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The Five Most Common Parenting Mistakes (And How to Improve)

How mindful parenting can lead to better outcomes.

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No one ever said that parenting is easy. And frankly, if anyone has, they probably didn’t have kids. Every parent-child dynamic is different, and every kid needs different things from their parents. But there are some things common to the developmental stage of adolescence, and subsequent parental reactions, that should be very carefully navigated. Here are five common parenting mistakes, and how to stop making them today.

1. Helicoptering

During adolescence, children slowly become more and more independent from their families—and this is developmentally a positive thing. Adolescents might want to spend more time with their friends, rather than their parents, in a variety of contexts from text messaging, hanging out on the weekends outside of the home, and even having get-togethers with larger groups of friends. It’s normal to feel somewhat anxious about what your kid is doing when you aren’t there watching, but getting so worried about this, and refusing to let them do things alone or without your opinion can have a negative impact on the child.

“Helicopter parenting” refers to just this; in this scenario, a parent may want to be involved in every second of their child lives, primarily to make sure they are safe. In doing this, a parent can lead their child to believe that they themselves are incapable of doing things alone, and learn by example that the world is a scary place that they cannot navigate. Many kids develop anxiety as a result of this phenomena. So in sum, let your kids make their own mistakes, within reason, and explore life on their own.

Start Today Tip: Ask yourself if this resonates with you. Be mindful of your own anxieties. Are you actually parenting for the benefit of your child or are you to doing it to mitigate your own anxiety?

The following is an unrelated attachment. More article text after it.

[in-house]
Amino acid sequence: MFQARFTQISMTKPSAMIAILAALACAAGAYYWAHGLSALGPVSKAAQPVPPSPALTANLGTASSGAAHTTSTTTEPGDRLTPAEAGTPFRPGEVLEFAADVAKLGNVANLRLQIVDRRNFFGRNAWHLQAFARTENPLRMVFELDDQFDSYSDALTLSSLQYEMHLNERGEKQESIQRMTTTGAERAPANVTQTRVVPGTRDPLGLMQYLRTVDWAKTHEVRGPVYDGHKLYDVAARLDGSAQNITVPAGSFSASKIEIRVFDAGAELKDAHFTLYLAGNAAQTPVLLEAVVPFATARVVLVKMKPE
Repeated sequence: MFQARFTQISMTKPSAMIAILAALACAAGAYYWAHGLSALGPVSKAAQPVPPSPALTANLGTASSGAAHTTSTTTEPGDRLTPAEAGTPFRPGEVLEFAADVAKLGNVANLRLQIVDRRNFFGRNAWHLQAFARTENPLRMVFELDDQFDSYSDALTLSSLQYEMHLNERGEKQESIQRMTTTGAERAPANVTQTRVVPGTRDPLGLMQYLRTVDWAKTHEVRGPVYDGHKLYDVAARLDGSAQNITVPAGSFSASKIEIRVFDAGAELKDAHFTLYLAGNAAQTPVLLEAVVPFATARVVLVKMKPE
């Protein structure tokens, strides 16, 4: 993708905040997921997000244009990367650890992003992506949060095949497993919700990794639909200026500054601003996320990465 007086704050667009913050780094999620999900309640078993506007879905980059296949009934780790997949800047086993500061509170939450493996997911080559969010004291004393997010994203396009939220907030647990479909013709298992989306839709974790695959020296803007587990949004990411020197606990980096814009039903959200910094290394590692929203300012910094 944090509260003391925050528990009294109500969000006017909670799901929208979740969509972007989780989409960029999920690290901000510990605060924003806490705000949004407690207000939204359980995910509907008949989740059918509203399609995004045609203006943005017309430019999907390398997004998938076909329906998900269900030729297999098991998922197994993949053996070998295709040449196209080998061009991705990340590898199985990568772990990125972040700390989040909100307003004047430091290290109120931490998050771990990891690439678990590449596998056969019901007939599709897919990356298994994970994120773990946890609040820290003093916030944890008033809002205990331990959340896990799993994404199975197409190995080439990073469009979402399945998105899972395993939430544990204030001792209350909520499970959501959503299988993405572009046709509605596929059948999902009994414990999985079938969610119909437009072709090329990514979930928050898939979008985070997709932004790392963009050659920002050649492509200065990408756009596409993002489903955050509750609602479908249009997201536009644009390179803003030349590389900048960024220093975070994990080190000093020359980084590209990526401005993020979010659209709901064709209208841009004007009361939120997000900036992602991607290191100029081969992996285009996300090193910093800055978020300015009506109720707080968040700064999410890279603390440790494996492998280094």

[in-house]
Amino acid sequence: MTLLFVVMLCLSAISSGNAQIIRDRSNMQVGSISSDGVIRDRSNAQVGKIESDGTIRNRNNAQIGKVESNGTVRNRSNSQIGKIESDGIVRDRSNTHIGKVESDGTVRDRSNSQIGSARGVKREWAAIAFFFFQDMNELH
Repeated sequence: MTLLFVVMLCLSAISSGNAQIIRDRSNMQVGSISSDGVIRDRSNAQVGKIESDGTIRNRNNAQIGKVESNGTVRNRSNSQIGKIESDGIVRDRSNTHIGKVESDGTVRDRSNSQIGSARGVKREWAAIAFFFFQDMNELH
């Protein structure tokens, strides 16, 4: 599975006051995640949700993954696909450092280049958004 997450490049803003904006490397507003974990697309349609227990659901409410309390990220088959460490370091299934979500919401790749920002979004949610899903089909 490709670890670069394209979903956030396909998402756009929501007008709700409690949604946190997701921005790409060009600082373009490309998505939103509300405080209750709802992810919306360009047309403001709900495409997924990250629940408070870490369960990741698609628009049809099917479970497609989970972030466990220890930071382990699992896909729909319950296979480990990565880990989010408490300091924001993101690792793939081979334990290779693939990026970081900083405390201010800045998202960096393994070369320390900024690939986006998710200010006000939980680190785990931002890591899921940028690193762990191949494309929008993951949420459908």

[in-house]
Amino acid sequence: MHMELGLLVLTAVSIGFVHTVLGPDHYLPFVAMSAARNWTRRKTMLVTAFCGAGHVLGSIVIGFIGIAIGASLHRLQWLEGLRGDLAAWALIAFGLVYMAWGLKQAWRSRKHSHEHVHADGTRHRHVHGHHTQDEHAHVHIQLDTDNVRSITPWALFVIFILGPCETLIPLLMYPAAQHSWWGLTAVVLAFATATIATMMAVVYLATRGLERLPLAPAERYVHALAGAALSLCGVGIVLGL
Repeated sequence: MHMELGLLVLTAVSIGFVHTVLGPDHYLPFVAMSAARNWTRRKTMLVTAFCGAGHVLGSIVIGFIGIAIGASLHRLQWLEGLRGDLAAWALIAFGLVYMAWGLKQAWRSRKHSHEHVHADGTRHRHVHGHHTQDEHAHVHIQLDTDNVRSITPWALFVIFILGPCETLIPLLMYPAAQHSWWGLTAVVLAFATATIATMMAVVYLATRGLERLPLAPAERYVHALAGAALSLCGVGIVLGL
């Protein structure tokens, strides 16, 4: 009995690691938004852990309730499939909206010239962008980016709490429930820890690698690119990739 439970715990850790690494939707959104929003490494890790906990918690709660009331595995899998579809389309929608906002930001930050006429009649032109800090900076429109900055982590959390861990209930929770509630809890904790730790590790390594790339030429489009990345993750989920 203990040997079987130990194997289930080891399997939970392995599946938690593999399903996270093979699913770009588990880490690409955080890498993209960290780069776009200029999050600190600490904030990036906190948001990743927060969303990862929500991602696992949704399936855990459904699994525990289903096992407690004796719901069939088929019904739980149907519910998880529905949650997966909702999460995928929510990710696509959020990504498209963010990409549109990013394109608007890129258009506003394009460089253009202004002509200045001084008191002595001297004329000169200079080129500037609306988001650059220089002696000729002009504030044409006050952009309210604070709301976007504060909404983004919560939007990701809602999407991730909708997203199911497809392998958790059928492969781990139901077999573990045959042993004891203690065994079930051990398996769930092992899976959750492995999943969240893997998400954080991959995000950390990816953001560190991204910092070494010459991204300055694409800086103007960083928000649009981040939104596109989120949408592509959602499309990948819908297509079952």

2. "Snow plowing" all obstacles

A related cycle that some parents fall into is taking care of all of their child’s obstacles for them—leading them through a social interaction or doing some of their homework for them. Taking care of your kid’s problems doesn’t help them in the long run. In fact, it leads your child to believe (and to believe that their parents believe) that they are not capable of taking care of their own problems. This ultimately can lead to low self-esteem.

Start Today Tip: Determine if you’re acting from the fact that you have a hard time sitting with distress and obstacles. Is this about how you don’t like to hear “no,” so you assume your kid will not be able to tolerate “no?"

3. Invalidating

Parents need to be careful to validate their child’s emotional experience. No matter how juvenile or silly a child’s emotional reaction to a given instance may seem, a parent should never invalidate their experience, or neglect to engage with their child over their emotional state. This can lead their child to hide emotions, and process them ineffectively, or, alternatively, not pay enough attention to their own emotional experiences, leading to feeling even minimal emotions overly intensely.

Start Today Tip: Emotional intelligence is incredibly important. Learn to identify your child’s emotions and acknowledge them without judgment.

4. Inconsistent reinforcement

Parents need to be consistent in what they reinforce, or what they praise, punish, and set boundaries on. Doing so inconsistently leads to confusion on the child’s part, and a chaotic living environment in general.

Start Today Tip: This sounds simple but it’s actually not. One of the purposes of adolescence is to learn how to identify appropriate boundaries. An adolescent, by definition, is a boundary-pushing machine. If the child doesn’t know that no is no and yes is yes, they’ll continuously push. Try to have a consistent reinforcement strategy—and understand that it may be harder than it seems.

5. Spoiling

This should (hopefully) be no surprise, but spoiling your child, and leading them to believe that they are more important or more deserving of love or material objects than the rest of the world can have disastrous consequences. A severely spoiled child might grow up to be entitled, which can be off-putting to interpersonal contacts and authority figures.

Start Today Tip: Check in with yourself. Are you really giving this to your kid because you’ll think it’ll be beneficial to them or are you doing it because you think your kid will like you if they get it?

Parenting is no walk in the park. But following a few simple guidelines may serve you and your child well, and lead them to be more emotionally healthy than they may be otherwise. Perhaps above all, the most important thing is to be aware and reflect honestly. Without first being honest with yourself, you’ll probably never make meaningful change.

More from Konstantin Lukin Ph.D.
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